South Korean Foreign Minister Cho Tae-yul Diagnosed with COVID-19Democratic Party Leader Opts to Retain Proportional Seat Allocation System for National Assembly Elections

SEOUL—Foreign Minister Cho Tae-yul has contracted COVID-19, a ministry official disclosed on Monday. The diagnosis was confirmed over the weekend, prompting immediate changes to the minister's schedule. In light of Cho's health status, First Vice Foreign Minister Kim Hong-kyun took over the minister's duties earlier on Monday, representing him at a traditional market in Mapo, western Seoul, in anticipation of the Lunar New Year holiday.

According to Yonhap News Agency, Furthermore, Cho has deferred a policy meeting intended for small and medium-sized enterprises, originally planned for Tuesday. The announcement of Cho's COVID-19 diagnosis comes amid ongoing efforts by public officials and the broader community to manage and mitigate the impact of the pandemic within South Korea.

SEOUL - Lee Jae-myung, leader of the main opposition Democratic Party (DP), announced on Monday his decision to maintain the semi-mixed member proportional (MMP) electoral system for the allocation of proportional seats in the upcoming National Assembly elections. This decision comes amid criticisms that the current system enables major parties to establish temporary affiliates, known as "paper parties," to garner additional proportional representation seats.

According to Yonhap News Agency, which holds a majority in the Assembly, the authority to make this decision was vested in Lee Jae-myung. The MMP system, introduced during the 2020 general elections, was designed to ensure fair representation for minor parties within the National Assembly. However, it has been exploited by major parties, including the DP and the People Power Party (PPP), to create paper parties aimed at securing more proportional votes. "The MMP system is imperfect but represents a significant advancement. We will navigate our way to victory within the confines of the MMP system," Lee stated during an emergency press conference at the May 18 National Cemetery in Gwangju.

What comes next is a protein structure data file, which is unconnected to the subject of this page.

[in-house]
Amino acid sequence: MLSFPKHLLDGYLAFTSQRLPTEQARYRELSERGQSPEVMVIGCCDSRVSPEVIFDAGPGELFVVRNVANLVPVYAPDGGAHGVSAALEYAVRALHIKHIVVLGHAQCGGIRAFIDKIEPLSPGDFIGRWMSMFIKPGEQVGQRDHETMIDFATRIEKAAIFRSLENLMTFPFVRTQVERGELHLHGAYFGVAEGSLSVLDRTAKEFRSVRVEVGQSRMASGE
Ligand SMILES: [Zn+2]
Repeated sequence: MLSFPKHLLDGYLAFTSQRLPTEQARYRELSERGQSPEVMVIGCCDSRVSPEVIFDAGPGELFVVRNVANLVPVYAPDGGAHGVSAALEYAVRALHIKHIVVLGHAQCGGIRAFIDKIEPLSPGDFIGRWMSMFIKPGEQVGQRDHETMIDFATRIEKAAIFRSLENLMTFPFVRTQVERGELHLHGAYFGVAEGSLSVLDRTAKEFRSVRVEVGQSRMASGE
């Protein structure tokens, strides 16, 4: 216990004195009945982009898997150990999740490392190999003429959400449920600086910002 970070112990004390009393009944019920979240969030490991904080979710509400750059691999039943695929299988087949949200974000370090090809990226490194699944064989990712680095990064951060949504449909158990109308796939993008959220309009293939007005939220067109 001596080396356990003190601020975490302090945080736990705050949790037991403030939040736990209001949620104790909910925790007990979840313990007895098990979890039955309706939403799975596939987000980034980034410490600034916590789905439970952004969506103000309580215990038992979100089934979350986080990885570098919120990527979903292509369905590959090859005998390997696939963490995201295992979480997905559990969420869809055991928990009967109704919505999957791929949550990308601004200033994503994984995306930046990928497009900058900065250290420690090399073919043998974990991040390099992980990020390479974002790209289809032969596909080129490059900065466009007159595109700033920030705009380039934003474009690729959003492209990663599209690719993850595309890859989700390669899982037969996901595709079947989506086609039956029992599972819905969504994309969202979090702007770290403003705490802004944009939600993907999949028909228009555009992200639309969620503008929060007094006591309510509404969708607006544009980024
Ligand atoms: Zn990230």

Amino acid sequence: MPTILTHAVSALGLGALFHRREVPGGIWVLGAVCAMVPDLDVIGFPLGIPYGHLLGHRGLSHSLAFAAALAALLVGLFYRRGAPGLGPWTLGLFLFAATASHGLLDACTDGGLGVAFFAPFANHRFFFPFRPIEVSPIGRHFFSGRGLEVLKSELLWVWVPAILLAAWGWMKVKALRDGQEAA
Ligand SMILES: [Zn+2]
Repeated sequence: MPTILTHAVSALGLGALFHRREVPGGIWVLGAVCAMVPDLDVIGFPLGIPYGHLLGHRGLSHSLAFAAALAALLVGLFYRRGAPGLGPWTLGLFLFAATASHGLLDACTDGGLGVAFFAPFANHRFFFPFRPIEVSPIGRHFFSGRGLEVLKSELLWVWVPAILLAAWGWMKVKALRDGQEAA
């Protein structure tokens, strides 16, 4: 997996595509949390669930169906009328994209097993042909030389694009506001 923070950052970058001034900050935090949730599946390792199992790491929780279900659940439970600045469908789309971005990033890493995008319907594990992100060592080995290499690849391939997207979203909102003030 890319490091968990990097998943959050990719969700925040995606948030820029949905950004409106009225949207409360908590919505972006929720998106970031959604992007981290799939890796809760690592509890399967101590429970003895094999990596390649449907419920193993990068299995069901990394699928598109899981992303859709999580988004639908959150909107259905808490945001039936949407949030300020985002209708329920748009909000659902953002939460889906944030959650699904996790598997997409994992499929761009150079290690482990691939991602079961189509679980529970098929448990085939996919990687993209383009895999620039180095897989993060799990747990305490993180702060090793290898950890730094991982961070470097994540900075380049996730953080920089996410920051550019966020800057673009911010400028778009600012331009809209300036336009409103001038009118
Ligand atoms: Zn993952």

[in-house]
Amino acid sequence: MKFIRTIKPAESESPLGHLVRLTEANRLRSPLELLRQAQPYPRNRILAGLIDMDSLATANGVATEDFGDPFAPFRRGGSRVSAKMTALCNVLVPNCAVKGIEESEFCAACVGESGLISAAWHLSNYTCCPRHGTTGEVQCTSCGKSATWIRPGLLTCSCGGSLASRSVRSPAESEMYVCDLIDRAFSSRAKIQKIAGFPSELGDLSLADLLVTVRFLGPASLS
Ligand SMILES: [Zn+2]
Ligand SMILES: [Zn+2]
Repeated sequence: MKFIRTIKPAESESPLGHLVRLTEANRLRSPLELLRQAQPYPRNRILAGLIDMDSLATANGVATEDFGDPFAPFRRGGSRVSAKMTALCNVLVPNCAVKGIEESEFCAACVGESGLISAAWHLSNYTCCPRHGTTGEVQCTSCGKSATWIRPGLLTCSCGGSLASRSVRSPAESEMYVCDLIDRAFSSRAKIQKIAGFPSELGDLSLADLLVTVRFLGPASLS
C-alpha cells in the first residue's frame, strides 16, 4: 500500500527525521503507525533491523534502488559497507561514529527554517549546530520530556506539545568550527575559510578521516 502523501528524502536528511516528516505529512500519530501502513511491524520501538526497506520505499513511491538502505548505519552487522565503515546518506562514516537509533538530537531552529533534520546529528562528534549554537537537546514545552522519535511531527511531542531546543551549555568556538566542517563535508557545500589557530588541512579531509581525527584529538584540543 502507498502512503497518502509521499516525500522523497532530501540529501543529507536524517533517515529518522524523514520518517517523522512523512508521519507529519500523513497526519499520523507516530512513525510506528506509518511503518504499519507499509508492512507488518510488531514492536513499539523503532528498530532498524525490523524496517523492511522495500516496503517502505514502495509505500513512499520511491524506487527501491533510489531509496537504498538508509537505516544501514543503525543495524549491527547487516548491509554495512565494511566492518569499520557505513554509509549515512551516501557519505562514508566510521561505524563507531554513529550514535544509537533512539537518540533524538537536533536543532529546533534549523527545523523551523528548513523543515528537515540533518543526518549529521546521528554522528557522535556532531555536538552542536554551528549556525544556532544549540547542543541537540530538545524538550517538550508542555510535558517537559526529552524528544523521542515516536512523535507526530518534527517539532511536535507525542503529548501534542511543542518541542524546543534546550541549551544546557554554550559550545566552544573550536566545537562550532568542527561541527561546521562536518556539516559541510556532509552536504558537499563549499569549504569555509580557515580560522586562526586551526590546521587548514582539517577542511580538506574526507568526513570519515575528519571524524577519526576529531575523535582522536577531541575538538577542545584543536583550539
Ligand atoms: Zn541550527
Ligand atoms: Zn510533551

The debate between the DP and the ruling PPP has centered around whether to continue with the MMP system or revert to the parallel representative system, which counts votes for constituency seats separately from party votes. The PPP has advocated for a return to the parallel system. Under the MMP system, the allocation of parliamentary seats is directly tied to the percentage of voter support for political parties, a method introduced before the 2020 elections to choose members for the 21st session of the National Assembly. This system allows smaller parties the opportunity to secure more proportional representation slots, though it has been criticized for encouraging the formation of satellite parties aimed at maximizing proportional seats.

The National Assembly comprises 300 seats, including 253 constituency seats and 47 proportional seats. Lee confirmed his party's intention to establish a party specifically for securing proportional votes. In contrast, PPP leader Han Dong-hoon sharply criticized the decision to stick with the MMP system, arguing it confuses voters with its complex seat counting rules. "It's bewildering that the electoral system, impacting 50 million people, hinges on the whims of an individual, Lee Jae-myung. The complexity is baffling to me, and voters will likely struggle to understand how their votes are tallied," Han expressed to the media.

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